Martin O'Neill insists that the door to the Republic of Ireland squad is still open to Stephen Ward even though the contents of his WhatsApp account have been leaked to the public.
The fact that Ward's message (below) is one of the most-read pieces of text in Ireland in the last 24 hours will send shivers up the spine of those - and not just footballers - who have stuff in their WhatsApp that could end careers or marriages.
Ward still has a career with Ireland even though we know his take on what went on when Roy Keane fell out (to put it mildly) with Harry Arter and Jon Walters during an Ireland training camp last summer.
Of course some of what has been said is disputed and O'Neill has pointed out that Ward was not in the Ireland camp (he was rested for the three-game series in May/June after an long season with Burnley), so the information he has about the exchanges between Keane and Walters/Arter (and they were bitter according to Ward's account) is not first-hand.
It will raise a wider issue about committing thoughts or words to a digital format that can come back and haunt anyone, and Ward has apologised to O'Neill and Keane for the fact that his comments have become public knowledge, but for now O'Neill will try to plough on.
"I have spoken to Stephen, I did when I heard about it today after it was mentioned to me, I didn't know anything about it," O'Neill said after the press conference in Wroclaw last night ahead of this evening's friendly, a game which has been completely overshadowed by the Keane/WhatsApp issue.
"That's not the reason Stephen is not here, he's got a sore foot and will hopefully be fit for Burnley.
"Do I have sympathy or empathy for a 33-year-old who has known about social media for a lengthy time and says he's just telling it to a crowd of mates?
"Today: probably not. Tomorrow: probably not also. He has been betrayed by some of his friends, who he has known for a long, long time. That will be a disappointment for him.
"The only implication it has for Stephen is if he's fit to play and come with us and he'll be there.
"I assume he's apologised for himself and I think he's spoken to Roy as well. I have no problem with that. It will only be age and ability which prevents him coming to the next squads. But the answer is no," O'Neill added when asked if Ward's Ireland career was now over.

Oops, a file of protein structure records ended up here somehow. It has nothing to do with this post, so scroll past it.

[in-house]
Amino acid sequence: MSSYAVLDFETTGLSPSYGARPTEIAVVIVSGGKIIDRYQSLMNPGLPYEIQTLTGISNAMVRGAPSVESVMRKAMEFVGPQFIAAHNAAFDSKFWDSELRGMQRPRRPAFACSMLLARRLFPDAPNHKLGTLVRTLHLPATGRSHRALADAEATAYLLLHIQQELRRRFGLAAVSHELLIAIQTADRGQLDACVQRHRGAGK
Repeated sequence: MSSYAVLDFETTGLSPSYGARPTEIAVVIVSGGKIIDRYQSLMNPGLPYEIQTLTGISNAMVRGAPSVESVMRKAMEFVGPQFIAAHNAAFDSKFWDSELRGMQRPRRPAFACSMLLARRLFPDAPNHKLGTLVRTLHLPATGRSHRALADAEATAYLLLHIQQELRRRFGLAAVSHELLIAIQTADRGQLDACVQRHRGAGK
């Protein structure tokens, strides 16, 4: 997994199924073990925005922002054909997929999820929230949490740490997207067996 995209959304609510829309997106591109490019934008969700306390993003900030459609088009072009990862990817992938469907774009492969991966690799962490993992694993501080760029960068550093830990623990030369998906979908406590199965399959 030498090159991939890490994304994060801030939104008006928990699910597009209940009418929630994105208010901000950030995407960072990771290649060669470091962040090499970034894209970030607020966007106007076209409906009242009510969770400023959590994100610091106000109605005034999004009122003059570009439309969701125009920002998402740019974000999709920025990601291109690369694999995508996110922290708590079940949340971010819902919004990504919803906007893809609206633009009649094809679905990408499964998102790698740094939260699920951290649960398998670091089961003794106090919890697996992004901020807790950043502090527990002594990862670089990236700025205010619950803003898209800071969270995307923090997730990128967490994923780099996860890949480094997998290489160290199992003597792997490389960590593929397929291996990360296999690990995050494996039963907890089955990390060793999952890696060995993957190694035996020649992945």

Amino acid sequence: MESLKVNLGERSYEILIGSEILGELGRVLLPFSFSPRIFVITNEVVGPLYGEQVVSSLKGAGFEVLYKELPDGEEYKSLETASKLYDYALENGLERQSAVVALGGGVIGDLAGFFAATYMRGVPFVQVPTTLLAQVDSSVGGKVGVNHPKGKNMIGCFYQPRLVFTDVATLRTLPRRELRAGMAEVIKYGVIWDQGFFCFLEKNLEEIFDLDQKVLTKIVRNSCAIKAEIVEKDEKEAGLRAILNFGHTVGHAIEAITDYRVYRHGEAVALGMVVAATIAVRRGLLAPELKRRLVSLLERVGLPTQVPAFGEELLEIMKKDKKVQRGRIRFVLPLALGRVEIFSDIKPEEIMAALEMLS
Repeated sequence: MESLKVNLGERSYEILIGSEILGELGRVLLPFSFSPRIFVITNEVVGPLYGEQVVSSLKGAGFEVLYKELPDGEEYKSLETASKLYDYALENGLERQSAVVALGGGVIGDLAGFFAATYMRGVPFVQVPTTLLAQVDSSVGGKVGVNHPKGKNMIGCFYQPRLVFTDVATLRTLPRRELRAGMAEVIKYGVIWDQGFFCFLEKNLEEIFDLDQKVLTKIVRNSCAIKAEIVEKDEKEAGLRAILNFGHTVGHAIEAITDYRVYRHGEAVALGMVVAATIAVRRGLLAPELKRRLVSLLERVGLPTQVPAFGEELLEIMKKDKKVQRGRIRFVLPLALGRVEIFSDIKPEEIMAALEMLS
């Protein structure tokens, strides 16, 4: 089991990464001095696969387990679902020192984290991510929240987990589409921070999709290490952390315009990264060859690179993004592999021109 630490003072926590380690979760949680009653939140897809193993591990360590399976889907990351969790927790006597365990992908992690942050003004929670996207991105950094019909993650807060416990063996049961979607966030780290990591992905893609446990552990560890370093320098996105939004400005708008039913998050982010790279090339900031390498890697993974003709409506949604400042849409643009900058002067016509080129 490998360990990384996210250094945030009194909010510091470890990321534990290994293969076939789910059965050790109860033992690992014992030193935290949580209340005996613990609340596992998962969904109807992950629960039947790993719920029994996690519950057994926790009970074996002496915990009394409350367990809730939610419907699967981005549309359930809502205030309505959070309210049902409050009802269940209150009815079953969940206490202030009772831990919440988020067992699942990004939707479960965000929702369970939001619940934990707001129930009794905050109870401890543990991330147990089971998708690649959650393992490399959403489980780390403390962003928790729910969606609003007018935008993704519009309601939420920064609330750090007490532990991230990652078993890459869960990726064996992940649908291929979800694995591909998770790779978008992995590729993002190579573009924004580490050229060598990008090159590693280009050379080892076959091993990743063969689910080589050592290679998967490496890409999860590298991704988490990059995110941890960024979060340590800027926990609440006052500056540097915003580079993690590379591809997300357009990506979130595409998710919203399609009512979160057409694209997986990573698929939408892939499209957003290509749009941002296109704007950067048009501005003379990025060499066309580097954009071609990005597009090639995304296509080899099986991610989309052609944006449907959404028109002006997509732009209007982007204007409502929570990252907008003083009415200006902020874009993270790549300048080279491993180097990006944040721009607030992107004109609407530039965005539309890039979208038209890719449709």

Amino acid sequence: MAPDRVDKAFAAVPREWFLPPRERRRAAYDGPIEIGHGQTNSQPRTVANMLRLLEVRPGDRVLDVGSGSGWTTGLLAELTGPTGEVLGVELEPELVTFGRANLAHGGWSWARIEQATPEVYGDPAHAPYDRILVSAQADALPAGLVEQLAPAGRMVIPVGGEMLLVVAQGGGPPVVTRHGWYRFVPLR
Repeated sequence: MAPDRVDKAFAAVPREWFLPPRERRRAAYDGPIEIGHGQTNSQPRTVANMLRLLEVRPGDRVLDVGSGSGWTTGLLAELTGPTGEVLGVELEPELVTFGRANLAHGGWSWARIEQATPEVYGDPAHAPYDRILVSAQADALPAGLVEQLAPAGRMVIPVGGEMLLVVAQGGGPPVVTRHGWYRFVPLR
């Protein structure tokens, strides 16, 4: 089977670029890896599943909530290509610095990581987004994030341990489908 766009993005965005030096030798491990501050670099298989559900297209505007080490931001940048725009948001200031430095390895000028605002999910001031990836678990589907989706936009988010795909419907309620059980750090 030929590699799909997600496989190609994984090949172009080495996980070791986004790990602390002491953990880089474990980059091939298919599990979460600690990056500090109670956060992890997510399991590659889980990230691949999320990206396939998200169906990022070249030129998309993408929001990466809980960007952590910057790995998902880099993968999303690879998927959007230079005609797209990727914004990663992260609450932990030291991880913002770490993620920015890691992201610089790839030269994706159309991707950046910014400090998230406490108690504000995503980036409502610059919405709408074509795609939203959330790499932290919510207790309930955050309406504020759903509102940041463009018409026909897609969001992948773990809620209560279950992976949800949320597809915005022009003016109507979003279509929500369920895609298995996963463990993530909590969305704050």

At times during O'Neill's meeting with the press in the Wroclaw stadium last night it was hard to believe that he was here ahead of a friendly international, the match or the opposition from Poland were barely mentioned.
The local media were bemused at the amount of time spent discussing the WhatsApp issue. They're not too sure who Harry Arter is and not all that bothered once they heard.
They have a big occasion of their own tonight, a home friendly which will be the 100th cap for Robert Lewandowski, which is a big honour as only three players in the history of the Polish national team have won 100 caps or more.
Séamus Coleman's absence due to injury, the arrival on the stage of David Meyler as captain (having been unable to get any game time during last week's defeat in Wales), the identity of the front men for Ireland, what could be the weakest Ireland XI to take to the field in many years... no one is interested as there is only one show in town.
"This is an absolute sideshow, absolute sideshow," O'Neill said.
"Problems on the pitch? Of course we have problems on the pitch.
"We have a number of players injured. We have lost two competitive games on the trot in a period of 10 months.
"In the previous 11 competitive games in the World Cup, we lost one. We are going through a bit of a stodgy period. We area trying to get young players through at the minute, and we have capped innumerable players at this minute.
"Overall, I have capped nine new players in the last few months, to try and prepare ourselves for this European Championship.
"These two confrontations took place four months ago, are surfacing now and we are going through all of that.
"And, you know what, I will be astonished if there is not a confrontation between now and November time. If there is not, I'll start it myself," he said with a smile.
When O'Neill visited Poland (Poznan) for a friendly in only his second game in charge, in 2013, there was none of this fuss.
Early form under O'Neill lifted the gloom from the post-Trapattoni era, but there is no question that morale has taken a hammering on the back of... well, hammerings against Denmark and Wales.
"We were second best in Wales game," he admitted.
"But the minute you lose a match everything is then questioned.
"In terms of morale, I couldn't disagree more.
"I need to emphasis this - we could not have reached the Euros and performed in the manner we did, or gone from fourth seeds in the World Cup to reach the play-offs with poor morale in the camp.
"We could not have done it unless the morale was sky high.
"We got beaten in the game (Wales) and were second best, but that was nothing to do with morale."
Poland are in good form under their new manager, they will honour Lewandowski tonight and expect a win, a likely losing end to a week that O'Neill will want to forget about.